Historic sites

The oldest continually operating boat building business in the United States, Lowell's Boat Shop, in Amesbury, was founded in 1793.

Walden, or Life in the Woods, Henry David Thoreau's account of his two years at Walden Pond, became the classic American statement on the powers of straight thinking, simple living, independence, and wild retreat.

In 1775, frontiersman Daniel Boone widened a Native American path through a natural break in the central Appalachian Mountains known as Cumberland Gap. As many as 300,000 settlers journeyed westward through the gap to the new frontiers of Kentucky and the... Read more

In 2010, TPL managed the acquisition of 84-acre Kiket Island, a privately owned island just east of La Conner that almost became a nuclear power plant in the 1970s.  For nearly three decades, the land remained almost untouched by the next buyer who built... Read more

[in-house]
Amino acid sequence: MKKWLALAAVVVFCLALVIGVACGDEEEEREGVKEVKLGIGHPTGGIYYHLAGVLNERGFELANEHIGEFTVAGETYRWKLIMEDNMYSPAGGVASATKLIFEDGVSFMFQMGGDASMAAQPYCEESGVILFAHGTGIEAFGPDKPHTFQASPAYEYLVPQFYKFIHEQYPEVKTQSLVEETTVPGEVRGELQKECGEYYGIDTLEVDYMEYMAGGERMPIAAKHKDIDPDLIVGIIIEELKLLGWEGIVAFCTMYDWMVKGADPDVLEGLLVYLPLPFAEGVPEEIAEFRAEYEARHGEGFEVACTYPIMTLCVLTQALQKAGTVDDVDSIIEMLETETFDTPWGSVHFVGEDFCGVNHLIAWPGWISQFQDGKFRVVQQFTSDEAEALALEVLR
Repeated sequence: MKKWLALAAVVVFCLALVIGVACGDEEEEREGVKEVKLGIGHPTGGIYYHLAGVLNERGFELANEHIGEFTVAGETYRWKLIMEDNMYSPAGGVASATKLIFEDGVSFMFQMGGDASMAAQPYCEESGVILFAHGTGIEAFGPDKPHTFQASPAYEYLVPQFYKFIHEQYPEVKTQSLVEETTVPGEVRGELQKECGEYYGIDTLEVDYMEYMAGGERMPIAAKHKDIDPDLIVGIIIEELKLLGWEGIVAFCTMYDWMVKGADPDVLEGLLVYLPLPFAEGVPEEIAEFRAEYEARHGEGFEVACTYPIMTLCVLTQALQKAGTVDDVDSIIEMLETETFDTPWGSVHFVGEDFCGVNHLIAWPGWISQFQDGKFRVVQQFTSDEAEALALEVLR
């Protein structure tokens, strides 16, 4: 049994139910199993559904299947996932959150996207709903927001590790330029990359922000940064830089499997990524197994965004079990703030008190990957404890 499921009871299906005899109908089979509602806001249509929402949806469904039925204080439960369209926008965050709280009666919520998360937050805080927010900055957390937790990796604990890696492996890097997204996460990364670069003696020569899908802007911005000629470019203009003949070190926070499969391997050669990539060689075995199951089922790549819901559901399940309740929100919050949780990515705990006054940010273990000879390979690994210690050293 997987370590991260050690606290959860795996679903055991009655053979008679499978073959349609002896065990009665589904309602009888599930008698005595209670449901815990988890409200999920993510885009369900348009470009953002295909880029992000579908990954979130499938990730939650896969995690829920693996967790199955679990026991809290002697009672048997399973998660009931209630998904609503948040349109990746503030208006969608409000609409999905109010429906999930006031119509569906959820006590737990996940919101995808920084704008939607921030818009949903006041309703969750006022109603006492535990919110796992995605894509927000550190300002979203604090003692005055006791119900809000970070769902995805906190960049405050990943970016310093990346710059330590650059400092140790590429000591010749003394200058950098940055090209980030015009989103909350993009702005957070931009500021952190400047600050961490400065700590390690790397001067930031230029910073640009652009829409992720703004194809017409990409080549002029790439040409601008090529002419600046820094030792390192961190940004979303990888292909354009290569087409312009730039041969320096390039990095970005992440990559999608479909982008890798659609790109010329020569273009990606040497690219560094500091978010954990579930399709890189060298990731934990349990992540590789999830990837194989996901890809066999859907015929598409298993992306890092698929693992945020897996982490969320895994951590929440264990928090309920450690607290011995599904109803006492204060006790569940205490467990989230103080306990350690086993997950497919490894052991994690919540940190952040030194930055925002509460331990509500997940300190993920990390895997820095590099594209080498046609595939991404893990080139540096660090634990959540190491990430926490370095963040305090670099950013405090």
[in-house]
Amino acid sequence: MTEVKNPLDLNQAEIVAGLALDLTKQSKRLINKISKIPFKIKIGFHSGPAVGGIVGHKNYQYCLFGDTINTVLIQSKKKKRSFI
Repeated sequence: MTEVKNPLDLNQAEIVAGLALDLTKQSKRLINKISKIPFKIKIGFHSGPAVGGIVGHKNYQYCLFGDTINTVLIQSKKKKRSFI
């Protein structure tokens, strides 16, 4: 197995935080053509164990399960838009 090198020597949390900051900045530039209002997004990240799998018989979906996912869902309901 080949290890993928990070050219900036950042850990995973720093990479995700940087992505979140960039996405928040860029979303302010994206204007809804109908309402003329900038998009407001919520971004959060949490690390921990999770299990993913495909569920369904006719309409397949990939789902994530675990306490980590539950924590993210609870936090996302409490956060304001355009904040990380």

In 1850, 5,000 members of the Shaker religion lived in communal villages from Maine to Ohio. Today, only four practicing Shakers are alive—all living at the 1,700-acre Sabbathday Lake Shaker Village, Forest and Farm located 20 miles north of Portland,... Read more

A short drive from Cleveland and Akron, the Cuyahoga Valley National Park conserves the Cuyahoga River valley and historic canal and railroad corridors in Summit and Cuyahoga counties.

Located between Cleveland and Akron, the 20,000-seat Richfield Coliseum was the home of the Cavaliers professional basketball team for twenty years and hosted more than 200 events annually.

The 90-acre Gateway Property contains the longest natural stretch of the Cuyahoga River within the boundaries of the Cuyahoga Valley National Park, providing important wildlife habitat and resource protection.

Erie Canal—historic link

The inspiration for a generation of American impressionist painters, J. Alden Weir's farm was subdivided for housing development in the late 1980s.